NOTRE DAME, Ind., Nov. 7 /PRNewswire/ -- Philanthropist Richard H.
Driehaus today announced that he will increase the unrestricted prize
monies given out annually through the Richard H. Driehaus Prize and Henry
Hope Reed Award to a combined $250,000. The two prizes, which are
administered through the University of Notre Dame School of Architecture,
represent the most significant recognition for classicism in the
contemporary built environment.
The Driehaus Prize is awarded annually to an outstanding architect
whose work applies the principles of classicism, including sensitivity to
the historic continuum, the fostering of community, and impact to the built
and natural environment in contemporary contexts. Previously a $100,000
unrestricted cash prize, the annual Driehaus Prize will now be $200,000.
The Henry Hope Reed Award is given to an influential supporter of the
classical architecture movement who is not an architect by trade.
Previously a $25,000 unrestricted cash prize, the annual award will now be
Richard Driehaus, Founder and Chairman of Driehaus Capital Management,
commented: "The Driehaus Prize was started to celebrate classicism in
today's world, and to recognize contemporary architects whose work is a
gracious embodiment of those values. Beauty, harmony and context are
hallmarks of classical architecture, thus fostering communities, enhancing
the quality of our shared environment and developing sustainable solutions
through traditional materials. Within the bodies of work of the Driehaus
Prize winners, these ideas form an even larger and more important truth
about the human experience - that the growth of a culture or community does
not need to happen at the expense of its history and established value. I
am pleased to support these ideas through the Driehaus Prize and the Henry
Hope Reed Award."
Michael Lykoudis, Dean of the University of Notre Dame School of
Architecture, said: "Over the past five years, we've established the
Driehaus Prize as the preeminent prize for classical architecture. The
principles of classicism are polyvalent and universal, and have informed
all great architectural contributions regardless of epoch. Transcending
cultures and borders, they are a part of our collective history and we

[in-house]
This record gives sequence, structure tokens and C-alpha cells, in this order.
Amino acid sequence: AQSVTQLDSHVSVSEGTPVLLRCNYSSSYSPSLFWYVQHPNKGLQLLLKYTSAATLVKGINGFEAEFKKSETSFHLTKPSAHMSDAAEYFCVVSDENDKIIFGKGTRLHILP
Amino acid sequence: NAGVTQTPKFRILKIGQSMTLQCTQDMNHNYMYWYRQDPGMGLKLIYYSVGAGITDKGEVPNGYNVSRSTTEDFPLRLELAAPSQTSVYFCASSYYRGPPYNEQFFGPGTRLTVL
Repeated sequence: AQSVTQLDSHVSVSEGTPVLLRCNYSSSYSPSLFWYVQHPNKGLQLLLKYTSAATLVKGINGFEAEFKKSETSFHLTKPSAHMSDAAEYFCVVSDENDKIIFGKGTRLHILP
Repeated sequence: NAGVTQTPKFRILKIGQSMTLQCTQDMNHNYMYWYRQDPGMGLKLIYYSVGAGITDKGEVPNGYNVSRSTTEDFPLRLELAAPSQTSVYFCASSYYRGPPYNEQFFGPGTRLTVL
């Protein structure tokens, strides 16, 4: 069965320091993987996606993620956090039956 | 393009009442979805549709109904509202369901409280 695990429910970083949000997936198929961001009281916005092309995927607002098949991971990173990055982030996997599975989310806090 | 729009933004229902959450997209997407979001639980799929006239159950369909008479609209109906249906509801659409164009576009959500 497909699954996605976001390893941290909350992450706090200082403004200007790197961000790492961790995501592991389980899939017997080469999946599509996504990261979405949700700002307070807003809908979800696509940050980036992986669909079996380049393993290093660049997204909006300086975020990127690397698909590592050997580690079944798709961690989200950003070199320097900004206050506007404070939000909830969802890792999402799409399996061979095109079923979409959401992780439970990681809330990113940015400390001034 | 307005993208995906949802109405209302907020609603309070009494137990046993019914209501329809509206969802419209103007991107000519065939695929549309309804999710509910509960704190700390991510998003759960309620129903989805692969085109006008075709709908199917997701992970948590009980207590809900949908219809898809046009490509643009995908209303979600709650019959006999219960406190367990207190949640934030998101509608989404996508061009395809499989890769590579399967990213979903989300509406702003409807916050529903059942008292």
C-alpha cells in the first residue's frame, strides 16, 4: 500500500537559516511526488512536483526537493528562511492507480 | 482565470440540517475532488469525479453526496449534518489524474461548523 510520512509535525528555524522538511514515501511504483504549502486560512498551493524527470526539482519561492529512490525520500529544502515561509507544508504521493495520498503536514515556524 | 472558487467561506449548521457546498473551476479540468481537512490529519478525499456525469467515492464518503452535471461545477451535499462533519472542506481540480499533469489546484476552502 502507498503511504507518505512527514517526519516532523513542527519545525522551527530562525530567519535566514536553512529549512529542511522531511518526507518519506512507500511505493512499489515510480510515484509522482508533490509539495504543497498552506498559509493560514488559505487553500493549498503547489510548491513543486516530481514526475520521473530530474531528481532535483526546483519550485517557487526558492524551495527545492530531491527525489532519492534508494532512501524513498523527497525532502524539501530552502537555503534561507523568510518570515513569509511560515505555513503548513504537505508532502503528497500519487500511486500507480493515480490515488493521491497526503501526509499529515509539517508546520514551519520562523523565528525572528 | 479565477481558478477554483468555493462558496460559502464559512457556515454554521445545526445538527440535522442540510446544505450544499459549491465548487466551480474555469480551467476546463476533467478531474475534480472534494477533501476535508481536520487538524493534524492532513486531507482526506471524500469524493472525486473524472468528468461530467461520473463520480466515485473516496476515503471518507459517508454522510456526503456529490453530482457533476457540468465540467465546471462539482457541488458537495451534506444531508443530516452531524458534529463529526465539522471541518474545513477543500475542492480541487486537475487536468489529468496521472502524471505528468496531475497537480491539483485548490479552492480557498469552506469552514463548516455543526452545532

should continue to encourage the integration of classical structures into
our built environment today. The University of Notre Dame School of
Architecture is proud to be associated with this important prize."
The Driehaus Prize jury met last week in Prague, Czech Republic to
select the 2008 winners and a formal announcement will be issued in late
The jury was comprised of Richard H. Driehaus (Founder and Chairman of
Driehaus Capital Management), Michael Lykoudis (Dean of the University of
Notre Dame School of Architecture), Elizabeth Dowling (Professor at Georgia
Institute of Technology College of Architecture), Paul Goldberger
(Architecture Critic for "The New Yorker") David M. Schwarz (Principal of
David M. Schwarz / Architectural Services, Inc), and Adele Chatfield-Taylor
(President of the American Academy in Rome). Selecting a different exemplar
city every year in which to convene, next year's jury is scheduled to meet
in Buenos Aires, Argentina.
About The Richard H. Driehaus Prize
Established in 2003, the Richard H. Driehaus Prize honors, promotes and
encourages architectural excellence that applies the principles of
traditional, classical and sustainable architecture and urbanism in
contemporary society and environments. It is presented annually by the
University of Notre Dame School of Architecture to an outstanding architect
in recognition of their work. In conjunction with the Driehaus Prize, the
annual Henry Hope Reed Award is given to recognize the contributions of
supporters of classical architecture operating beyond the drafting tables
and outside the practice of architecture. Past Driehaus Prize Recipients
include: Jaquelin T. Robertson (2007), Allan Greenberg (2006), Quinlan
Terry (2005), Demetri Porphyrios (2004) and Leon Krier (2003). Henry Hope
Reed Recipients include: Edward Perry Bass (2007), David Morton (2006), and
Henry Hope Reed (2005).
SOURCE University of Notre Dame School of Architecture